This is not an attempt to convert anyone to my line of thinking or to achieve sympathy. I figure if we’re gonna be honest, I might as well try to make it clear where I’m coming from on this issue.

  • cknuck

    Thanks for the honesty. I appreciate and respect your experience. Life, what can I say, it’s still better than the alternatives.

  • Your Name

    “as a matter of fact I am searching for one of his resources to use in a conference now.”
    I hope for your sake, ck, that it’s a Christianist conference. Otherwise, you’ll either be laffed off the stage or discredited for using hollow, empty, misleading “research” – the kind of “research” the “Family” “Research” Council makes up, er, I mean uses.

  • Husband

    ck,
    “I agree with him when it comes to homosexuality being a unhealthy behavior”
    Homosexuality, like heterosexuality, is not a “behavior” – healthy or unhealthy. It is an innate trait, a human characteristic.
    Mordred08,
    “This comes as a shock, I know, but I think we may actually agree that homosexuality is an unhealthy behavior.”
    Yes, I am shocked. Because, as stated above, human sexuality – the state of being sexually attracted to others – is not a “behavior”. It is a state of being. Sorry, but your follow-up didn’t help either …
    “I believe that when a homosexual person engages in unprotected sex with multiple partners, they’re taking their life into their own hands.”
    This merely describes one unhealthy behavior which is by no means limited to homosexual persons.
    In order for arguments (on either side) to succeed, you will both need to separate characteristics (like sexuality, eye-color, handedness, etc.) from acts/behaviors. ck never does; I’m surprised you, Mordred08, stooped to it. (Yes, I know, you went on to say, “last I checked, straight people were not immune to these things, either. I wonder if that makes heterosexuality an unhealthy behavior.”, but it still – wrongly – conflates the two.)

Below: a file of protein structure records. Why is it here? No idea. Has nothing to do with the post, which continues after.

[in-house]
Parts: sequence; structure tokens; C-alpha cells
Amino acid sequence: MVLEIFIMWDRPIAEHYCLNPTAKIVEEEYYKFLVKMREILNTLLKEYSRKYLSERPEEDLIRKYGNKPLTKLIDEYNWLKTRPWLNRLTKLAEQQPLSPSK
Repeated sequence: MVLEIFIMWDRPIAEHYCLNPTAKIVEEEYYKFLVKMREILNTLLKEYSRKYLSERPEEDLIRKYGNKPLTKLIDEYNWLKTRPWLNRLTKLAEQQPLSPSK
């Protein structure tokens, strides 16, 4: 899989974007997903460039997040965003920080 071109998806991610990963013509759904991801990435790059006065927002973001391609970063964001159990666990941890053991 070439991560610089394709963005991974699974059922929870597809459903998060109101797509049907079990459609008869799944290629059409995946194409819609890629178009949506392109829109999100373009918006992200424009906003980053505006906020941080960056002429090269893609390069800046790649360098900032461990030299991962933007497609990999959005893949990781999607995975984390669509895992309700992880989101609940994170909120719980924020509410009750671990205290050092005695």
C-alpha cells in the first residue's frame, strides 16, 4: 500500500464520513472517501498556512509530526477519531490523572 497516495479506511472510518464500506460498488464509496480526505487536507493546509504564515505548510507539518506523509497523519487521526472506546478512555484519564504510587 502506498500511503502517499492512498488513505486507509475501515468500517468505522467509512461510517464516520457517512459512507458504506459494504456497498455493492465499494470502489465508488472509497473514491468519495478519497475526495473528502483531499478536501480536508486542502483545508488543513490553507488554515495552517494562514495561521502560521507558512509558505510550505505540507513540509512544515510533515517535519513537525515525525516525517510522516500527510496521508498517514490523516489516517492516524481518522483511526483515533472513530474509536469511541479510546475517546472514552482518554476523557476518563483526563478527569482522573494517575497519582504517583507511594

Stop it, the both of you. You should both know better.

  • Husband

    “I don’t claim to know absolutely the cause of homosexuality but I am confident that those who justify the behavior do not know all of the causes either.”
    There you go again, ck, conflating characteristics with behaviors.
    “It is not a identifiable gene, no section of the brain indicates a homosexual tendency.”
    Likewise, there is not “identifiable gene” or “section of the brain that indicates a heterosexual tendency”. Why do you anti-gay people never spend one millisecond attempting to find the “cause” of heterosexuality? You simply accept that it is, that it exists. Why can you not do the same with homosexuality?
    Sexuality is, in and of itself, morally neutral. It is what one does with one’s sexuality that carries moral values.
    “But I know though observation people have made statements that define impressionable young people into homosexuality from childhood. Say if a young boy is a little timid or effeminate (sorry about the spelling) older males and females and sometimes peers suggest the sexual identity of this young person and there is nothing more powerful than the spoken word.”
    This is just pure and utter bullsh!t. Since I was 5 (and I’m more than 5 decades older than that now), people have been ‘making statements’, and ‘telling’ me that I ‘should’ be heterosexual, and gues what? I yam what I yam. Sorry, ck, but “the spoken word” has nothing to do with one’s sexuality. Nor does “peer pressure”. (Ain’t bearing false witness a sin in your church?) One either is or is not attracted to people of the same or of the opposite sex.
    “I know a little more”
    And yet you seem to “know” so little.
    “but I’ll stop here”
    Thank god for small mercies.
    “and only hope I am making myself clear enough so that some folk can see I am not hateful, homophobic, or judgmental.”
    You dertainly do make yourself clear – it’s completely clear to me that you know nothing of which you purport to be an expert in. But, sorry, you fail miserably in trying to convince us that you are not hateful, homophobic or judgemental. All three traits permeate everything you post.